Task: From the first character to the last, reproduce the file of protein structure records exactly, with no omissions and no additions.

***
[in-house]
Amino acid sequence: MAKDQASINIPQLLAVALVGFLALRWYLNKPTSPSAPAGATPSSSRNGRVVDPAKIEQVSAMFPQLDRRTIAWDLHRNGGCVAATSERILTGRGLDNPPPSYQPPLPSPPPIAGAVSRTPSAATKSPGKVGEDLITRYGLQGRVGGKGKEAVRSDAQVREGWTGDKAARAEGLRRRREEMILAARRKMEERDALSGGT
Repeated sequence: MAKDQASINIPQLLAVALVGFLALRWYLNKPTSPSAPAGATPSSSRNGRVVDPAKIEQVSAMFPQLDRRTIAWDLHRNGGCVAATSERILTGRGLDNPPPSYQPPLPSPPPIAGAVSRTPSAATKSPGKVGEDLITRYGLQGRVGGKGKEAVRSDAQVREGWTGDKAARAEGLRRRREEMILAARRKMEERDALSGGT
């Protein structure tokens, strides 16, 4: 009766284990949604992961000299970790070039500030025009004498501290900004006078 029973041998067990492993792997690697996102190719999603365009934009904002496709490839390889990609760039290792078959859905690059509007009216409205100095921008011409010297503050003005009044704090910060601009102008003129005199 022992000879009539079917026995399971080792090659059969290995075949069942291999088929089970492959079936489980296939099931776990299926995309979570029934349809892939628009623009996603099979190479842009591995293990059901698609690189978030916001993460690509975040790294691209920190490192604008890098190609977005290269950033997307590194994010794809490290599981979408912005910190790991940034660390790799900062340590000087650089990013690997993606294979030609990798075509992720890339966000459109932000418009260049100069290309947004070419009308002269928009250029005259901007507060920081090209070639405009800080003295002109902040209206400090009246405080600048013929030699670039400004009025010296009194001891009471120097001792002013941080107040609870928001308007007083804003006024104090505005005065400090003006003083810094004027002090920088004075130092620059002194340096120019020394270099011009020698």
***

[in-house]
Amino acid sequence: MAKDQASINIPQLLAVALVGFLALRWYLNKPTSPSAPAGATPSSSRNGRVVDPAKIEQVSAMFPQLDRRTIAWDLHRNGGCVAATSERILTGRGLDNPPPSYQPPLPSPPPIAGAVSRTPSAATKSPGKVGEDLITRYGLQGRVGGKGKEAVRSDAQVREGWTGDKAARAEGLRRRREEMILAARRKMEERDALSGGT
Repeated sequence: MAKDQASINIPQLLAVALVGFLALRWYLNKPTSPSAPAGATPSSSRNGRVVDPAKIEQVSAMFPQLDRRTIAWDLHRNGGCVAATSERILTGRGLDNPPPSYQPPLPSPPPIAGAVSRTPSAATKSPGKVGEDLITRYGLQGRVGGKGKEAVRSDAQVREGWTGDKAARAEGLRRRREEMILAARRKMEERDALSGGT
């Protein structure tokens, strides 16, 4: 009766284990949604992961000299970790070039500030025009004498501290900004006078 029973041998067990492993792997690697996102190719999603365009934009904002496709490839390889990609760039290792078959859905690059509007009216409205100095921008011409010297503050003005009044704090910060601009102008003129005199 022992000879009539079917026995399971080792090659059969290995075949069942291999088929089970492959079936489980296939099931776990299926995309979570029934349809892939628009623009996603099979190479842009591995293990059901698609690189978030916001993460690509975040790294691209920190490192604008890098190609977005290269950033997307590194994010794809490290599981979408912005910190790991940034660390790799900062340590000087650089990013690997993606294979030609990798075509992720890339966000459109932000418009260049100069290309947004070419009308002269928009250029005259901007507060920081090209070639405009800080003295002109902040209206400090009246405080600048013929030699670039400004009025010296009194001891009471120097001792002013941080107040609870928001308007007083804003006024104090505005005065400090003006003083810094004027002090920088004075130092620059002194340096120019020394270099011009020698």